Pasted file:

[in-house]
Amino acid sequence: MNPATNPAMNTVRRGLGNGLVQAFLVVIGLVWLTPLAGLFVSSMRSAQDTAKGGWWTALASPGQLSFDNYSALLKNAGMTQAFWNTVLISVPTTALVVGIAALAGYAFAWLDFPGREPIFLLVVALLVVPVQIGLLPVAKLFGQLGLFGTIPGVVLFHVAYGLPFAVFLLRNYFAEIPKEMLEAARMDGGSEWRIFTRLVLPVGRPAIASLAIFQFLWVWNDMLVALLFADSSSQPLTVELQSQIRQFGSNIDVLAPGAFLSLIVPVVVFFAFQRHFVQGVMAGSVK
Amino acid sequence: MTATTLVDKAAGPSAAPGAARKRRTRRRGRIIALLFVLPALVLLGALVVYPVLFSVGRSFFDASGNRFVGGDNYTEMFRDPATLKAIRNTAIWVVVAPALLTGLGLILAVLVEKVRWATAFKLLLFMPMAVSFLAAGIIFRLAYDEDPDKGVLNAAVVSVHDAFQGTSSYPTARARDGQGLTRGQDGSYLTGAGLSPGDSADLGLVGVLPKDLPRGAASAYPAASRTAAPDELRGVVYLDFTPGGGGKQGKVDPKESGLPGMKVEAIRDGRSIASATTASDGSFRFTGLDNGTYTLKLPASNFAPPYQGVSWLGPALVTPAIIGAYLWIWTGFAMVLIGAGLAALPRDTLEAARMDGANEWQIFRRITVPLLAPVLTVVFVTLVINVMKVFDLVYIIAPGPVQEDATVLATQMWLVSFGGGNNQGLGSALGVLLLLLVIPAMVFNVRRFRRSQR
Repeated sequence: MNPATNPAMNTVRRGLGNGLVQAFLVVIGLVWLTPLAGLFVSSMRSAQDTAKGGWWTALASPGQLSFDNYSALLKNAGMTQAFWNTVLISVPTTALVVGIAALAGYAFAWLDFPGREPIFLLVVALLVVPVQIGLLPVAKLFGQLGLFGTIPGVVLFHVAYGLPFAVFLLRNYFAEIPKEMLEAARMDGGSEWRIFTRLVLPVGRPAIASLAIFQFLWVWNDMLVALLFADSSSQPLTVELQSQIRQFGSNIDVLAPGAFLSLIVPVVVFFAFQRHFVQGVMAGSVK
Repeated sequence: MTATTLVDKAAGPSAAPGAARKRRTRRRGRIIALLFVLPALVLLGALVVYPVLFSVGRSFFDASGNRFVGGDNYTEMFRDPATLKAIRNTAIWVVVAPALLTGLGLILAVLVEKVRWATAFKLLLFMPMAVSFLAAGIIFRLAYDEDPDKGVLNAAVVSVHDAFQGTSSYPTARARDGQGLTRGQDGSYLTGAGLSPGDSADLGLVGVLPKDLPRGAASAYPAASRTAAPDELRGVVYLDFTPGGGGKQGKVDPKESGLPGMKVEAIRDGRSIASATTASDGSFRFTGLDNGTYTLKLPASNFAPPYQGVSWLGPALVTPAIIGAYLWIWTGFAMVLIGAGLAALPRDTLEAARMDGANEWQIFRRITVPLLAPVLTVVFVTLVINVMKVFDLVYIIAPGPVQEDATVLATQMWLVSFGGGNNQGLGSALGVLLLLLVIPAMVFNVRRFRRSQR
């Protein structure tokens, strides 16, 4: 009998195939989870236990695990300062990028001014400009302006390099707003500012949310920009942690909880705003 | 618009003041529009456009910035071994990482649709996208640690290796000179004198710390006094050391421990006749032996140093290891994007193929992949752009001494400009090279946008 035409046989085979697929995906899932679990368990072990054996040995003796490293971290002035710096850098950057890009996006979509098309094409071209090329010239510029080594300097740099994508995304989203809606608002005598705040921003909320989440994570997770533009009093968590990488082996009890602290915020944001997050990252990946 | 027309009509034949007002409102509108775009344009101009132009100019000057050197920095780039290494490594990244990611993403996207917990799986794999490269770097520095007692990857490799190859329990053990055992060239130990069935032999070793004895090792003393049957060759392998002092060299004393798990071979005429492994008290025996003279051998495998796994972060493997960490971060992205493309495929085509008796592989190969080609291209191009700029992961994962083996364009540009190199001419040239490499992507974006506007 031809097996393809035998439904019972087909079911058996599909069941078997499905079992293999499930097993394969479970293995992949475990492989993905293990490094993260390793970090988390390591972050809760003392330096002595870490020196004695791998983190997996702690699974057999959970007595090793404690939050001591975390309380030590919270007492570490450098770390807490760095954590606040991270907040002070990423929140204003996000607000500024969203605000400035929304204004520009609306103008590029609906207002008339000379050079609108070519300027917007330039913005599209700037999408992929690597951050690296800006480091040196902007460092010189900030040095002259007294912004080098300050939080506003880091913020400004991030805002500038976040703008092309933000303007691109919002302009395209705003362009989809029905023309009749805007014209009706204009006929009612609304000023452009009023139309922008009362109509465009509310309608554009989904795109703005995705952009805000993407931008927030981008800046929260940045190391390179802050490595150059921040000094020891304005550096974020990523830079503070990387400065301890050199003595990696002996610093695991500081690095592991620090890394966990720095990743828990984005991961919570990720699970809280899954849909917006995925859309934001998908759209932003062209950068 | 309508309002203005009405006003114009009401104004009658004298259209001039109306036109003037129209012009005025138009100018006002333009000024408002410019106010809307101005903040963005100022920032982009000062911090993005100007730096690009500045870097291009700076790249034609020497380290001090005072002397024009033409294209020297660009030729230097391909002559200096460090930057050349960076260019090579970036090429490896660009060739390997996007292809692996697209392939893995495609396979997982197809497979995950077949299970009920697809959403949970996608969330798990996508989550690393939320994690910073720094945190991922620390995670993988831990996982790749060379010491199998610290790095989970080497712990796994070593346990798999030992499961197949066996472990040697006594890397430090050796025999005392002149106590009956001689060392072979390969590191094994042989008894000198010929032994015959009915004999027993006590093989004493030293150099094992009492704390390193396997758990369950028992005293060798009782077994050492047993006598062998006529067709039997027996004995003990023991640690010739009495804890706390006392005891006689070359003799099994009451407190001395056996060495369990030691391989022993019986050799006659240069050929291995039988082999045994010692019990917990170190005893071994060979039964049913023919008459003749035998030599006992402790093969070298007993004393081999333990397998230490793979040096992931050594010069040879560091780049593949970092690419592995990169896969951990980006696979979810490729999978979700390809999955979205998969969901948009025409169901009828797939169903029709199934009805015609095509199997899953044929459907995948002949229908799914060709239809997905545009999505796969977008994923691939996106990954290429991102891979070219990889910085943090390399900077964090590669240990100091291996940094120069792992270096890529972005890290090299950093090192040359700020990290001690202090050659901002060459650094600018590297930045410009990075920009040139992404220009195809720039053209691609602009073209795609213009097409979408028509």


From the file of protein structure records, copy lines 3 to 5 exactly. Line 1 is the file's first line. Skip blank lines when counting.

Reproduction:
Amino acid sequence: MTATTLVDKAAGPSAAPGAARKRRTRRRGRIIALLFVLPALVLLGALVVYPVLFSVGRSFFDASGNRFVGGDNYTEMFRDPATLKAIRNTAIWVVVAPALLTGLGLILAVLVEKVRWATAFKLLLFMPMAVSFLAAGIIFRLAYDEDPDKGVLNAAVVSVHDAFQGTSSYPTARARDGQGLTRGQDGSYLTGAGLSPGDSADLGLVGVLPKDLPRGAASAYPAASRTAAPDELRGVVYLDFTPGGGGKQGKVDPKESGLPGMKVEAIRDGRSIASATTASDGSFRFTGLDNGTYTLKLPASNFAPPYQGVSWLGPALVTPAIIGAYLWIWTGFAMVLIGAGLAALPRDTLEAARMDGANEWQIFRRITVPLLAPVLTVVFVTLVINVMKVFDLVYIIAPGPVQEDATVLATQMWLVSFGGGNNQGLGSALGVLLLLLVIPAMVFNVRRFRRSQR
Repeated sequence: MNPATNPAMNTVRRGLGNGLVQAFLVVIGLVWLTPLAGLFVSSMRSAQDTAKGGWWTALASPGQLSFDNYSALLKNAGMTQAFWNTVLISVPTTALVVGIAALAGYAFAWLDFPGREPIFLLVVALLVVPVQIGLLPVAKLFGQLGLFGTIPGVVLFHVAYGLPFAVFLLRNYFAEIPKEMLEAARMDGGSEWRIFTRLVLPVGRPAIASLAIFQFLWVWNDMLVALLFADSSSQPLTVELQSQIRQFGSNIDVLAPGAFLSLIVPVVVFFAFQRHFVQGVMAGSVK
Repeated sequence: MTATTLVDKAAGPSAAPGAARKRRTRRRGRIIALLFVLPALVLLGALVVYPVLFSVGRSFFDASGNRFVGGDNYTEMFRDPATLKAIRNTAIWVVVAPALLTGLGLILAVLVEKVRWATAFKLLLFMPMAVSFLAAGIIFRLAYDEDPDKGVLNAAVVSVHDAFQGTSSYPTARARDGQGLTRGQDGSYLTGAGLSPGDSADLGLVGVLPKDLPRGAASAYPAASRTAAPDELRGVVYLDFTPGGGGKQGKVDPKESGLPGMKVEAIRDGRSIASATTASDGSFRFTGLDNGTYTLKLPASNFAPPYQGVSWLGPALVTPAIIGAYLWIWTGFAMVLIGAGLAALPRDTLEAARMDGANEWQIFRRITVPLLAPVLTVVFVTLVINVMKVFDLVYIIAPGPVQEDATVLATQMWLVSFGGGNNQGLGSALGVLLLLLVIPAMVFNVRRFRRSQR